Harkness Park: Waterford, CT’s Haven of Botany, History, and Nature
“The results of philanthropy are always beyond calculation.” Miriam Beard
In Waterford, there is a magnificent estate overlooking the shimmering waters of Long Island Sound. It is a temple of a building, its Renaissance-Revival architecture is draped in a series of manicured gardens and bolstered by vibrant greenhouses. It attracts lovers of art, history, and the botanical arts from all around, yet this place…it is so much more…
In Waterford, there are 304 magnificent acres hugging the shimmering waters of Long Island Sound. There are wide open spaces for children to play and dogs to be walked. There are tables and accommodations for waterside picnics. There is a rocky coastline for anglers seeking out that summer striped bass…all that complimented by incredibly inspiring gardens and architecture. It is for such reasons, that Harkness Park is so much more than a magnificent Estate overlooking Long Island Sound…it is a Place for the People and it has a little something for everyone.
How the Park Came to Be
Stephen V. Harkness was an investor in J.D. Rockafeller’s Standard Oil Company, and as a result, became a man of considerable wealth. This wealth was inherited by his son Edward and his wife Mary. This couple would deploy their impressive means towards a wide variety of philanthropic endeavors throughout their lives. The couple owned a farm on Long Island Sound and commissioned the construction of a summer estate in 1907. The resulting beautiful Renaissance-Revival mansion was called Eolia–after the Greek god of Winds.
Eolia and its West Garden would be renovated several times over the 20th Century, including several additions such as the East Garden, the Boxwood Parterre and the Alpine Rock Garden. It was the will of Edward and Mary Harkness that Eolia, its gardens and its coastal land become the continuous asset of the Connecticut People. When Mary passed in 1950, Eolia was given to the State of Connecticut and became Harkness Memorial State Park.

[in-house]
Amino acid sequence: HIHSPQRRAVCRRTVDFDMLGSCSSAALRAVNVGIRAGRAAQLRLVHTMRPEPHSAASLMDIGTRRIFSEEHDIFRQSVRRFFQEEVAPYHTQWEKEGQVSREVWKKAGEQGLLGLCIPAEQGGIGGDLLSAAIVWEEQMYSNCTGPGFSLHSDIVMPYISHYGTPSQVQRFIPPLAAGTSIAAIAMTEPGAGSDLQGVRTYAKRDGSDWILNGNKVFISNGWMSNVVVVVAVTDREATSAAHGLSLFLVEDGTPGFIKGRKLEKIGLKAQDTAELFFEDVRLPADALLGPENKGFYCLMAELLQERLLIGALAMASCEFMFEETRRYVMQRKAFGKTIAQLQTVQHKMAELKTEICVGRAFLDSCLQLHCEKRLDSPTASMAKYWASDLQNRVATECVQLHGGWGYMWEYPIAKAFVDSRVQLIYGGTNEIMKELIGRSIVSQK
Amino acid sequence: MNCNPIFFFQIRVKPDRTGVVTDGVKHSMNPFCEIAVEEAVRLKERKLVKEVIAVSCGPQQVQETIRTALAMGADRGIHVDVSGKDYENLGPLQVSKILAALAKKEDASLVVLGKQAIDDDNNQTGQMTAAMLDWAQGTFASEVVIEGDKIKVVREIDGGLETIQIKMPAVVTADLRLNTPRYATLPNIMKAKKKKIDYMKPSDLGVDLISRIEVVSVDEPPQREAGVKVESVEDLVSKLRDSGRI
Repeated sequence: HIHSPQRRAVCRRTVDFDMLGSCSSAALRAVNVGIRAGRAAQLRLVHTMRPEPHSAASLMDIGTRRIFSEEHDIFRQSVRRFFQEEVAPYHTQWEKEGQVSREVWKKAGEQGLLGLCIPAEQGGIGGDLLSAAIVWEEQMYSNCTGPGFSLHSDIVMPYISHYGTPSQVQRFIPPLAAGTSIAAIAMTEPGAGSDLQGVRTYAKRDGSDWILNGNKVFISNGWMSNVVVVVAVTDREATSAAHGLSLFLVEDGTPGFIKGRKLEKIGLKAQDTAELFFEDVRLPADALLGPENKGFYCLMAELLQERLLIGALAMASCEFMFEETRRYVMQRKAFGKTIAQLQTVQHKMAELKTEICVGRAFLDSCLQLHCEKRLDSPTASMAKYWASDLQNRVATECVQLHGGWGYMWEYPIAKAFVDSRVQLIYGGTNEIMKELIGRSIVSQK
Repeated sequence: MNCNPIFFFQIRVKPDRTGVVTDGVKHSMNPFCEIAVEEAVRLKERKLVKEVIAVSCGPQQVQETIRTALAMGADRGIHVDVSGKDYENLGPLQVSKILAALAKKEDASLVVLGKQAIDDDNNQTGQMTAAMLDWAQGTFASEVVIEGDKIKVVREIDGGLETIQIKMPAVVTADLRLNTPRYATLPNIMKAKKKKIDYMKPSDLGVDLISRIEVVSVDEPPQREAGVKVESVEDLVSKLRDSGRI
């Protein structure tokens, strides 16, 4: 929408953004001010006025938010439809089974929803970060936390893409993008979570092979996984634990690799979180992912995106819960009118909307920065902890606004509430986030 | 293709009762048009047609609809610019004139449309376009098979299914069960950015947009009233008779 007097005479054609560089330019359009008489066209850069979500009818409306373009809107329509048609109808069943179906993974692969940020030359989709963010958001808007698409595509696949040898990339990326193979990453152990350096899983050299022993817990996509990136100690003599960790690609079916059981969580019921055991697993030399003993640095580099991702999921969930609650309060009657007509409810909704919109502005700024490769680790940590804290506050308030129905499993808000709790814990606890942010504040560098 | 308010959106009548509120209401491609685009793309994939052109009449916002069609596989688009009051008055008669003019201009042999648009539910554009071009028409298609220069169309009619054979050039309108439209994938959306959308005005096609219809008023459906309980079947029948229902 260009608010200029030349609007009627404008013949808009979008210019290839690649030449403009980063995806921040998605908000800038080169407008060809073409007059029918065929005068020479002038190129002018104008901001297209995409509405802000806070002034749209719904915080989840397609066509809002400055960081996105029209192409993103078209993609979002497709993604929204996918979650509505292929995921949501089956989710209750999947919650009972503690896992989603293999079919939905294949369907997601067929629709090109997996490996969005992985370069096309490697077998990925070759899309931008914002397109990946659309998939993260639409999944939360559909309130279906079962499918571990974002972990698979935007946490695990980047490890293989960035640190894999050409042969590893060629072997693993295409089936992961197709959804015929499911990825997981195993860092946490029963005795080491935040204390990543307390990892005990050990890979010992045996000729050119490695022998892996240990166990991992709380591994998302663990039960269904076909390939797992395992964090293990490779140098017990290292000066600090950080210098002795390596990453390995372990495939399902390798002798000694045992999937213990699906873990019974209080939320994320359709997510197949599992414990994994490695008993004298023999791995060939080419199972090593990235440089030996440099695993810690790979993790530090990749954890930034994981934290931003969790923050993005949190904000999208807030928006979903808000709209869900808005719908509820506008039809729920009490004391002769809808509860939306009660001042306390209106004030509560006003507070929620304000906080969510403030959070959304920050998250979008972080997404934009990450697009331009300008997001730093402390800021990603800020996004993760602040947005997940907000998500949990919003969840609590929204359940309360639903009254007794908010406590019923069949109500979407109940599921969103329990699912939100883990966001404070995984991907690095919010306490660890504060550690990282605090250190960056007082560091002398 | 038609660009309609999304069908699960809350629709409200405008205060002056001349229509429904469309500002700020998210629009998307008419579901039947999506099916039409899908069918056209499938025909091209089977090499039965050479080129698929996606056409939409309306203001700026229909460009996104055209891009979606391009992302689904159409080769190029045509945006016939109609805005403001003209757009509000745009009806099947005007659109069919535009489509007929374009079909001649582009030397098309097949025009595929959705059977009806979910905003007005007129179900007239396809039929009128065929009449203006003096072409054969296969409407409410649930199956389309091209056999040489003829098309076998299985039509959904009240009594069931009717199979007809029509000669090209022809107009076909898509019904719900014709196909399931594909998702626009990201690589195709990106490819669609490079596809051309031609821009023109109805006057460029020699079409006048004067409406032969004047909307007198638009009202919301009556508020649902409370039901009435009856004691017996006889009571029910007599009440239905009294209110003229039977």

Art, Architecture & Botanicals: A Place for Every Fancy
The greatest thing about Harkness Park is its near-universal appeal to all ages and interests. Anyone interested in art or history will be entranced by the Renaissance-Revival architecture and statues, each commissioned by the unfeasible wealth of Rockefeller’s Standard Oil. Those with a green thumb will spend hours looking over the manicured botanical collections. For those particularly interested in these aspects of the property…mansion tours are available and recommended!
With horizon views of Long Island Sound, the scenery of Harkness Park is worth the trip alone, especially when it comes to having an open space for a family picnic or a romantic sunset. For those interested, the mansion and gardens are available for private functions.
Anglers: A Decent Place to Seek Salty Bites
Harkness Park is also revered for its coastal access to Long Island Sound and overall decent fishing spot. Freshwater discharge from the Thames River drives congregations of bait nearshore during the spring and early summer. This makes for some exciting early morning and late afternoon bites for bluefish, striped bass, blackfish, scup and summer flounder. The rocky shore is dangerous to navigate in some areas, so proper footwear and caution is encouraged.
Harkness Park is also frequented by both local and traveling birdwatchers seeking out migrating songbirds and raptors in the spring. In the Winter, birders can be seen lined up along the Park’s shore seeking waterfowl in mating colors.
Harkness Park is a standing testament to how philanthropy can manifest in incredible public spaces. Spaces that act to inspire and invigorate the people of Connecticut as well as attract travelers from abroad to share in our states’ cultural and natural beauty.